Concerns over the government’s Chaplaincy program growing
The Federal Government will continue to fund religious organisations that have links to homophobia through its chaplaincy program.
The revised National Schools Chaplaincy Programme (NSCP) will give nearly $250 million to religious organisations over the next four years and will not fund secular school workers, as was the case under the previous Labor Government.
“Consistent with the Government's election commitment, the National School Chaplaincy Programme (NSCP) will only fund chaplaincy services to clearly re-focus the programme on providing for the pastoral care needs of students, schools and their communities” the Department of Education told MCV.
When questioned why the Government would fund organisations that have been involved in activities promoting homophobia, such as ACCESS Ministries, the Department of Education simply said pushing a religious agenda was forbidden.
“The purpose of the programme is to enhance students’ overall wellbeing, and not to impose any religious beliefs or persuade an individual towards a particular set of beliefs.
“Chaplains funded under the programme are prohibited from proselytising for any religion.”
Despite this, there is evidence organisations have been doing just that, with ACCESS Ministries caught distributing ‘Biblezines’ that reportedly instructed students to seek counselling if they had homosexual feelings and regarded sex before marriage as ‘sinful’.
“ACCESS Ministries is not an appropriate organisation to deliver chaplaincy in public schools,” Lara Wood from Fairness in Religion in Schools (FIRIS) told MCV.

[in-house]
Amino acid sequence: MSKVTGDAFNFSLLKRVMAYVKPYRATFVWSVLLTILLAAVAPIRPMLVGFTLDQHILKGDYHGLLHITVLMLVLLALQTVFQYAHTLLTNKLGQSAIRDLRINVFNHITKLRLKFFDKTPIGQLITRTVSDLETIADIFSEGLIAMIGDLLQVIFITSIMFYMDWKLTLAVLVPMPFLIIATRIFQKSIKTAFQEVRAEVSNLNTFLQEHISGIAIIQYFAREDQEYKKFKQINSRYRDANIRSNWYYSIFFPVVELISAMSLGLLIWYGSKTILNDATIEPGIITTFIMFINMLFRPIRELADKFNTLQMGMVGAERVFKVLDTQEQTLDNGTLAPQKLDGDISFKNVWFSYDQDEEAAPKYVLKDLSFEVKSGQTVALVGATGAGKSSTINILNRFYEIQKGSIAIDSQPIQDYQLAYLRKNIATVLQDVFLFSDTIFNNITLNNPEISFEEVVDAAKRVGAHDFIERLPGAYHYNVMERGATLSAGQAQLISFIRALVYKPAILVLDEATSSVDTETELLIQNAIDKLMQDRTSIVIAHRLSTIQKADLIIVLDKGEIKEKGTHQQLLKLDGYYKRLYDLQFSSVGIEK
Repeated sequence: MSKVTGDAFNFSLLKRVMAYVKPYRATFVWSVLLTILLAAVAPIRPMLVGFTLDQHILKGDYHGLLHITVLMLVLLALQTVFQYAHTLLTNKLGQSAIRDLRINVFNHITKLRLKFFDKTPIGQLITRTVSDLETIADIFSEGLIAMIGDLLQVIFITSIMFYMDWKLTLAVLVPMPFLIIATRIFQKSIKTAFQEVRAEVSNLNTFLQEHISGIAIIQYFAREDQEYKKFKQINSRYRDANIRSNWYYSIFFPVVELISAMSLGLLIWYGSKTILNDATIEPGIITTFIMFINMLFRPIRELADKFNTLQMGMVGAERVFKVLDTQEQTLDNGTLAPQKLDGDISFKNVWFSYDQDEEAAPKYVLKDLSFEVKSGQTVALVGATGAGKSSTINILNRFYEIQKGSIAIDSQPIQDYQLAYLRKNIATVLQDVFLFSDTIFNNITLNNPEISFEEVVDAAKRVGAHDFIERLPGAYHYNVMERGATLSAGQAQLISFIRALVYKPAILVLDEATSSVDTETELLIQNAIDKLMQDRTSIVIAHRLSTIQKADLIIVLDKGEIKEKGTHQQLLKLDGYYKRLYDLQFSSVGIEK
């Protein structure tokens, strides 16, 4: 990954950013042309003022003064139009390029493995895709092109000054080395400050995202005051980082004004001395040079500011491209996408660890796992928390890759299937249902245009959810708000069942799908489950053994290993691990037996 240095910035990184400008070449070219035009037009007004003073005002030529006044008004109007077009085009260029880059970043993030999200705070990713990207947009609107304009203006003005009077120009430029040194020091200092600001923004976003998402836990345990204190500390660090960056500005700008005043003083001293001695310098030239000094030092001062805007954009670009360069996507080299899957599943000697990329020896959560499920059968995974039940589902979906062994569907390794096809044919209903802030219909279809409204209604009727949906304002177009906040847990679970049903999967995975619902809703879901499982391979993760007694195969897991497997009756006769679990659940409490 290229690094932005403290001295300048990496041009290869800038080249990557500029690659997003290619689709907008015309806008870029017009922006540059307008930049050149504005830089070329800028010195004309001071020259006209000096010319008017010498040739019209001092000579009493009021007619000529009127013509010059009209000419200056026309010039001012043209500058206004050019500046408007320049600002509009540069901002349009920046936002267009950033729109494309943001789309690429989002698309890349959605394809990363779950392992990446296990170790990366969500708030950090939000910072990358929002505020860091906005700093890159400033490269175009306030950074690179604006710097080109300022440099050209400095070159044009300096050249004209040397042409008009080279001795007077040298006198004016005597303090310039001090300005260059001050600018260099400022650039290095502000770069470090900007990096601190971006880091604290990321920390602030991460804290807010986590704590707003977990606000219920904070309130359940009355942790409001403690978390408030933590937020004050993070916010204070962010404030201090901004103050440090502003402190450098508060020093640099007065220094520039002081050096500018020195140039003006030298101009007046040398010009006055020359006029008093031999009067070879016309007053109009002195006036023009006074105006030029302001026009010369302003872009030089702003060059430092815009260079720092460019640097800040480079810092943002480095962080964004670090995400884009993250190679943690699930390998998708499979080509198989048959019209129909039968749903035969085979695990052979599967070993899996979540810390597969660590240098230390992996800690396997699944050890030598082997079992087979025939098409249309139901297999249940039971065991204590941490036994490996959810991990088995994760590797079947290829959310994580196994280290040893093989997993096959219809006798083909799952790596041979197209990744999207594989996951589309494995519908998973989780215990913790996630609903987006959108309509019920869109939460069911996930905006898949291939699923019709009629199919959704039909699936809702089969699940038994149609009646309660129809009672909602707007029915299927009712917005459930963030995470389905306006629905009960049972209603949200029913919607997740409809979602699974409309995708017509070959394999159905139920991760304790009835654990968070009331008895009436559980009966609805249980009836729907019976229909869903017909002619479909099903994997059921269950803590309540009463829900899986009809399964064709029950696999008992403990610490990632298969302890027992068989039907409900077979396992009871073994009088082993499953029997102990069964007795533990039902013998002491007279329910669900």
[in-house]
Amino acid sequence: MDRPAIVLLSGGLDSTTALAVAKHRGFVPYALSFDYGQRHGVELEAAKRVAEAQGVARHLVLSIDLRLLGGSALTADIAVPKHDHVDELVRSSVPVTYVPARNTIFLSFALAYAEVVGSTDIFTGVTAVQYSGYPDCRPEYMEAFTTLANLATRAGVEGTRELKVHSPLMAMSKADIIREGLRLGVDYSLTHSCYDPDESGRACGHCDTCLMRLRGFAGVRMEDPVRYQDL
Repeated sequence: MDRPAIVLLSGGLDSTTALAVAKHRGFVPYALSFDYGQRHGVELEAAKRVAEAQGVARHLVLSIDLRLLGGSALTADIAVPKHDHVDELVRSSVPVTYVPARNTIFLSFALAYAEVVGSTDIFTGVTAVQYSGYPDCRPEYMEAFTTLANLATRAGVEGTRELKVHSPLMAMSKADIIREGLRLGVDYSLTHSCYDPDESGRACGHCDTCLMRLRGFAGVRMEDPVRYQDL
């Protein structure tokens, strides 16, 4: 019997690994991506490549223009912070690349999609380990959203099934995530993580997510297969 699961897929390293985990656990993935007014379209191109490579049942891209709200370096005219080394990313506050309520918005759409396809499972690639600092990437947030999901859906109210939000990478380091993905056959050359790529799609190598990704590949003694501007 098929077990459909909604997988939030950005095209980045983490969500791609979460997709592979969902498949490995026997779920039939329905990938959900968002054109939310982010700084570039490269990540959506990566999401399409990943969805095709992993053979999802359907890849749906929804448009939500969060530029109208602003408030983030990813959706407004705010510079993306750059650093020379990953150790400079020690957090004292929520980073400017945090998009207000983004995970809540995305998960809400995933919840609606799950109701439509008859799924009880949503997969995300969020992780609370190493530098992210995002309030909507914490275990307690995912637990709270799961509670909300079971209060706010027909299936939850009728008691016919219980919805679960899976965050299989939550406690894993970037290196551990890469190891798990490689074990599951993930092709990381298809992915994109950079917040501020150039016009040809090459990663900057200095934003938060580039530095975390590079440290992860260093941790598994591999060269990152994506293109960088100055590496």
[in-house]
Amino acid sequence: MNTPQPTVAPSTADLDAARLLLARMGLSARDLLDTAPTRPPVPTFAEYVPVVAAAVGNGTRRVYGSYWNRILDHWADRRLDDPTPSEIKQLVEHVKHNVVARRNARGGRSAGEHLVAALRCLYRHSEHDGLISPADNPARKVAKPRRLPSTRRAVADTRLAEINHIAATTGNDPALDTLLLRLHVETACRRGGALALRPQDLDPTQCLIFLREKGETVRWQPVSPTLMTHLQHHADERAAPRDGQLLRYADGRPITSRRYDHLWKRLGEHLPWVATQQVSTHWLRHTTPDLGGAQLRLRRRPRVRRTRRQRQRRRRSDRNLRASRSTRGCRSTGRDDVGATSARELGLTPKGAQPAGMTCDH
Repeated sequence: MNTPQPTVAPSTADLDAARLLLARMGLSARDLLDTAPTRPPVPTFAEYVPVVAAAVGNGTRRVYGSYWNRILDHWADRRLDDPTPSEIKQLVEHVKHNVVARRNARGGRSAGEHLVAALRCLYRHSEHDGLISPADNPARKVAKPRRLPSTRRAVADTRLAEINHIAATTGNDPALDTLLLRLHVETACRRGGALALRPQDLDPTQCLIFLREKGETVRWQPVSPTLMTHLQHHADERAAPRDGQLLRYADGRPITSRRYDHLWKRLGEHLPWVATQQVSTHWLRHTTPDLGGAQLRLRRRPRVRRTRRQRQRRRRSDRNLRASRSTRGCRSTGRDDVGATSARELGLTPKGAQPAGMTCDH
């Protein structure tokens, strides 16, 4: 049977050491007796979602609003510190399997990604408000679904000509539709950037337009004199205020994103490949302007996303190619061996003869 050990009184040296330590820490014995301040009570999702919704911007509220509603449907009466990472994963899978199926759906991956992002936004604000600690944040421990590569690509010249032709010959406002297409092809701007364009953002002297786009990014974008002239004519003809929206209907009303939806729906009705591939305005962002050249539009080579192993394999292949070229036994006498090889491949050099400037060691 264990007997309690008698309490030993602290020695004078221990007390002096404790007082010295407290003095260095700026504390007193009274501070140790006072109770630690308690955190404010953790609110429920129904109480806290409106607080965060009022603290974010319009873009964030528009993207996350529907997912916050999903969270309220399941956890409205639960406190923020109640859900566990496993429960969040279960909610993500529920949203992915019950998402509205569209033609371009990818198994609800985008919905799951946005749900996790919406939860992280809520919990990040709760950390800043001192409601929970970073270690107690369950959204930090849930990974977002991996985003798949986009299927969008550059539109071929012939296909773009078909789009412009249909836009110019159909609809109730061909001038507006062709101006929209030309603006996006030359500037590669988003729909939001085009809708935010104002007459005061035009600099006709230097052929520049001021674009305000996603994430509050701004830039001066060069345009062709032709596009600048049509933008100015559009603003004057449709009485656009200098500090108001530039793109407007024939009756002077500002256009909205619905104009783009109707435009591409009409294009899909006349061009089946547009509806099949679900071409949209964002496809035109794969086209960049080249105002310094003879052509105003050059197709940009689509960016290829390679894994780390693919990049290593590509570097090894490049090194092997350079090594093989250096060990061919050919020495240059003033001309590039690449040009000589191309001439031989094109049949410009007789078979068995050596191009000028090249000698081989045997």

“They are an evangelical organisation that holds fundamentalist Christian views, which includes homosexuality being a sin.”
During this week’s Senate Estimate hearings, it was revealed nearly 600 secular welfare workers will loose their positions in schools under the reconfiguration of the federal funding.
“If the Abbott Government is determined to keep funding its Chaplaincy program, then the secular option must remain,” Australian Education Union Deputy Federal President Correna Haythorpe said.
The hearings also revealed approximately 20 percent of the Chaplaincy funding went to non-religious social workers.
“The take-up of secular welfare officers clearly shows that there are many schools who do not think a religious chaplain suits their needs. Schools should have the flexibility to apply for a secular welfare officer.
“Removing funding for secular welfare officers – many of whom have already built relationships with schools and students – shows that this program is part of an ideological push to get religion into public schools.”
Mrs Haythorpe also mentioned Parliamentary Secretary for Education Scott Ryan was unable to say how a religious chaplain would perform differently to a secular welfare officer.